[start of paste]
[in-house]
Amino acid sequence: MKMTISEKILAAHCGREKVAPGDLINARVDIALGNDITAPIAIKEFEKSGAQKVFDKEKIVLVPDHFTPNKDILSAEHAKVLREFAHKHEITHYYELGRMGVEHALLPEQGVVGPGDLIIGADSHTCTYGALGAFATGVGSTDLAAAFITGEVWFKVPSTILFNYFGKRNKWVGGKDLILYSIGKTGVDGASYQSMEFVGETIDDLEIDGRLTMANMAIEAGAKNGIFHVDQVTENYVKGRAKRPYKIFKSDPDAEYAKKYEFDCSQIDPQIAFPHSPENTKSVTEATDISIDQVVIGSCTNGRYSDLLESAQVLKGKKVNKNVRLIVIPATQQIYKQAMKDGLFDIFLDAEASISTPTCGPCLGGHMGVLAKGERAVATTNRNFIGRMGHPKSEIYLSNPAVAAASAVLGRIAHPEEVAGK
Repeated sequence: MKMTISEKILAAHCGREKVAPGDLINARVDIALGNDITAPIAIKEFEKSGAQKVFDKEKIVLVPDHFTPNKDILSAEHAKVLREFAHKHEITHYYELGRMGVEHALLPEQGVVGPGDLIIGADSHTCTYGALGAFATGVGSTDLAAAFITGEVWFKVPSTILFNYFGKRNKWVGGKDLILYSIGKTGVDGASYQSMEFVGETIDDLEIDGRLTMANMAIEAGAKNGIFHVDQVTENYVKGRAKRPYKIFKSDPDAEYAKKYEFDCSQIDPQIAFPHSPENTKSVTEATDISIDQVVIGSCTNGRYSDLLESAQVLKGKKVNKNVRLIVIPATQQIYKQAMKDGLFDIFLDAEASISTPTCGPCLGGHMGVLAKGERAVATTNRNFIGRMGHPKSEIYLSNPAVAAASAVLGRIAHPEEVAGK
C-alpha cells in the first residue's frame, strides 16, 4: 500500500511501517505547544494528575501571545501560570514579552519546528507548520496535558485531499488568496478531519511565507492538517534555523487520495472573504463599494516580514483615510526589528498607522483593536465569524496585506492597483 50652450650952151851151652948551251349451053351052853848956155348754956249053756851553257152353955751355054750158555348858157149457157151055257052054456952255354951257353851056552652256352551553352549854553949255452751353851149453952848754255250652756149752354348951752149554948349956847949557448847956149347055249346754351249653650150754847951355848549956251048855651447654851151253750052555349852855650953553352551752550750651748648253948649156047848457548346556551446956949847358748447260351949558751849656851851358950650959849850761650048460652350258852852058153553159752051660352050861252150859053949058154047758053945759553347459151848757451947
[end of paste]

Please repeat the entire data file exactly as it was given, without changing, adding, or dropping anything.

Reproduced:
[in-house]
Amino acid sequence: MKMTISEKILAAHCGREKVAPGDLINARVDIALGNDITAPIAIKEFEKSGAQKVFDKEKIVLVPDHFTPNKDILSAEHAKVLREFAHKHEITHYYELGRMGVEHALLPEQGVVGPGDLIIGADSHTCTYGALGAFATGVGSTDLAAAFITGEVWFKVPSTILFNYFGKRNKWVGGKDLILYSIGKTGVDGASYQSMEFVGETIDDLEIDGRLTMANMAIEAGAKNGIFHVDQVTENYVKGRAKRPYKIFKSDPDAEYAKKYEFDCSQIDPQIAFPHSPENTKSVTEATDISIDQVVIGSCTNGRYSDLLESAQVLKGKKVNKNVRLIVIPATQQIYKQAMKDGLFDIFLDAEASISTPTCGPCLGGHMGVLAKGERAVATTNRNFIGRMGHPKSEIYLSNPAVAAASAVLGRIAHPEEVAGK
Repeated sequence: MKMTISEKILAAHCGREKVAPGDLINARVDIALGNDITAPIAIKEFEKSGAQKVFDKEKIVLVPDHFTPNKDILSAEHAKVLREFAHKHEITHYYELGRMGVEHALLPEQGVVGPGDLIIGADSHTCTYGALGAFATGVGSTDLAAAFITGEVWFKVPSTILFNYFGKRNKWVGGKDLILYSIGKTGVDGASYQSMEFVGETIDDLEIDGRLTMANMAIEAGAKNGIFHVDQVTENYVKGRAKRPYKIFKSDPDAEYAKKYEFDCSQIDPQIAFPHSPENTKSVTEATDISIDQVVIGSCTNGRYSDLLESAQVLKGKKVNKNVRLIVIPATQQIYKQAMKDGLFDIFLDAEASISTPTCGPCLGGHMGVLAKGERAVATTNRNFIGRMGHPKSEIYLSNPAVAAASAVLGRIAHPEEVAGK
C-alpha cells in the first residue's frame, strides 16, 4: 500500500511501517505547544494528575501571545501560570514579552519546528507548520496535558485531499488568496478531519511565507492538517534555523487520495472573504463599494516580514483615510526589528498607522483593536465569524496585506492597483 50652450650952151851151652948551251349451053351052853848956155348754956249053756851553257152353955751355054750158555348858157149457157151055257052054456952255354951257353851056552652256352551553352549854553949255452751353851149453952848754255250652756149752354348951752149554948349956847949557448847956149347055249346754351249653650150754847951355848549956251048855651447654851151253750052555349852855650953553352551752550750651748648253948649156047848457548346556551446956949847358748447260351949558751849656851851358950650959849850761650048460652350258852852058153553159752051660352050861252150859053949058154047758053945759553347459151848757451947